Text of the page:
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Australia: Market Profile

Major Economic Indicators

Table: Major Economic Indicators of Australia
Table: Major Economic Indicators of Australia

Recent Developments

  • After rising 2.5% in 2015, the Australian economy is expected to maintain GDP growth of the same rate in 2016.
  • The Reserve Bank of Australia (RBA), the country’s central bank, cut interest rates twice in 2016 to a record low level of 1.5%.
  • Australian exports in goods and services plunged by 2.5% year-on-year (YOY) to US$136 billion in the first seven months of 2016, while imports fell by 3.1% YOY to US$147 billion in the same period.
  • Australia’s unemployment rate fell from 6.1% for the whole year of 2015 to 5.7% in August 2016; as consumer price inflation recorded a YOY increase of 1% in Q2 2016.
  • The Westpac-Melbourne Institute Consumer Sentiment Index rose by 2.3% from 99.1 in March 2016 to 101.4 in September 2016.
  • Retail sales recorded a YOY growth of 0.1% in July 2016, same as both June and May 2016.
  • Hong Kong’s total exports to Australia decreased by 10.1% YOY in the first seven months of 2016, while imports from Australia increased by 16.7% YOY during the same period.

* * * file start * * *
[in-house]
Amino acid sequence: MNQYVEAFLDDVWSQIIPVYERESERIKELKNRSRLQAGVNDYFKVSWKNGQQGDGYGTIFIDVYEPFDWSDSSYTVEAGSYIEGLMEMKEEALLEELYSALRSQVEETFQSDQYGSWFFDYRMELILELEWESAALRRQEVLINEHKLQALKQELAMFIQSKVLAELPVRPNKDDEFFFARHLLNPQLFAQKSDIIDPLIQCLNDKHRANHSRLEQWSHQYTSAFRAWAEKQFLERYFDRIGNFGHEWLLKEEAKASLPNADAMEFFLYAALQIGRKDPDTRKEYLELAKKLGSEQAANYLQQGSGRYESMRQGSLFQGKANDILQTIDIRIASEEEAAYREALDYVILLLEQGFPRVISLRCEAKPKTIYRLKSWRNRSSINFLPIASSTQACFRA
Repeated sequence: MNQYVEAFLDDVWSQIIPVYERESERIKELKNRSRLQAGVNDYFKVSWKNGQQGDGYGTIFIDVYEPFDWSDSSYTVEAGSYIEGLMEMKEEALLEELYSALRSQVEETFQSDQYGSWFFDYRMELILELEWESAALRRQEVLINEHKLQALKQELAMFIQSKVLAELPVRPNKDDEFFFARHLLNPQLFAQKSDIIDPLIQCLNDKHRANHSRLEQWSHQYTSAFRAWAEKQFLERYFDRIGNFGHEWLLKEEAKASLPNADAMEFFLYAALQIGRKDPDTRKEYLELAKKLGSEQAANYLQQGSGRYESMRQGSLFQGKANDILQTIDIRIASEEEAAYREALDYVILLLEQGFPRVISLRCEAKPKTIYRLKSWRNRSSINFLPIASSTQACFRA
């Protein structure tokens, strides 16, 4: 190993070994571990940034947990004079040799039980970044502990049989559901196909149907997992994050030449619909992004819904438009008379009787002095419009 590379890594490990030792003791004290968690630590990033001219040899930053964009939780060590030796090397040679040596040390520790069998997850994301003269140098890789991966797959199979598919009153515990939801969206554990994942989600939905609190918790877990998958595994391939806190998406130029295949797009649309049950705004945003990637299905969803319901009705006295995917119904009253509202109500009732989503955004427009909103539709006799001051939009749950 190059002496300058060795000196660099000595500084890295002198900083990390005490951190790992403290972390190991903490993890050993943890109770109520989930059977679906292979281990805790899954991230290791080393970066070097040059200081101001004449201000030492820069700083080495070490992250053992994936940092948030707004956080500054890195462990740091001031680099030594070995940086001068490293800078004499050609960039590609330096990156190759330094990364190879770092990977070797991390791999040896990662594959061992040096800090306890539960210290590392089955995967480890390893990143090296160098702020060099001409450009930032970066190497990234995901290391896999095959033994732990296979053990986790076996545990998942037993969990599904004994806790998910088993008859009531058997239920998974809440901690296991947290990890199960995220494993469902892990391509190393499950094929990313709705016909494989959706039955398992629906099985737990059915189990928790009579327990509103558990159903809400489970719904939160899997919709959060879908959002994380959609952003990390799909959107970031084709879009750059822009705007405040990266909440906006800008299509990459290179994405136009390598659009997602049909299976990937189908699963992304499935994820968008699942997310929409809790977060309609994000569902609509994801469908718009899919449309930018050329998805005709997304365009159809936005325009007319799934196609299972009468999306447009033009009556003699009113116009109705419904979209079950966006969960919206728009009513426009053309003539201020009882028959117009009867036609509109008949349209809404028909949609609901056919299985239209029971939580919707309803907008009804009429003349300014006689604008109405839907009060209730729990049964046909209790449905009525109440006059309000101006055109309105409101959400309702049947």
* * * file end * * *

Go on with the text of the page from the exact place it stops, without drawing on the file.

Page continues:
Current Economic Situation

Australia’s economy is expected to maintain the 2015 growth rate of 2.5% in 2016, with moderate growth sustained by steady domestic demand and public spending. The Reserve Bank of Australia (RBA), the country’s central bank, cut its policy rate twice in 2016 to a record low level of 1.5%. Downward pressure on the RBA policy rate is expected to persist in 2016.

The Australian economy has diversified from mining (among the top 5 industries in terms of GDP contribution) to other industries such as energy, professional, scientific and technical services and arts and recreation services. Dwellings investment is continually supported by confidence in the housing market.

Australia’s exports in goods and services decreased by 2.5% YOY to US$96.8 billion in the first seven months of 2016, while imports fell by 3.1% YOY. In 2015 Australia recorded a fall in exports of 10.6% to the East Asian market (Australia’s largest export markets). China has been the largest trading partner of Australia since surpassing Japan in 2009. China reported its slowest GDP growth of 6.9% in 25 years in 2015, pointing to an economic transition that may adversely affect Australia’s export sector. Further, China is both the largest export market and import source of Australia, accounting for 33.6% of the latter’s exports and 20.5% of its imports in 2014 based on IMF statistics. Australia’s largest group of exports to China is iron ores & concentrates and coal.

The jobless rate was 5.7% in August 2016, with the overall labour market remaining stable. Australia’s Consumer Price Index (CPI) recorded a growth of 1% in Q2 2016. Weak inflation is placing downward pressure on the RBA’s policy rate.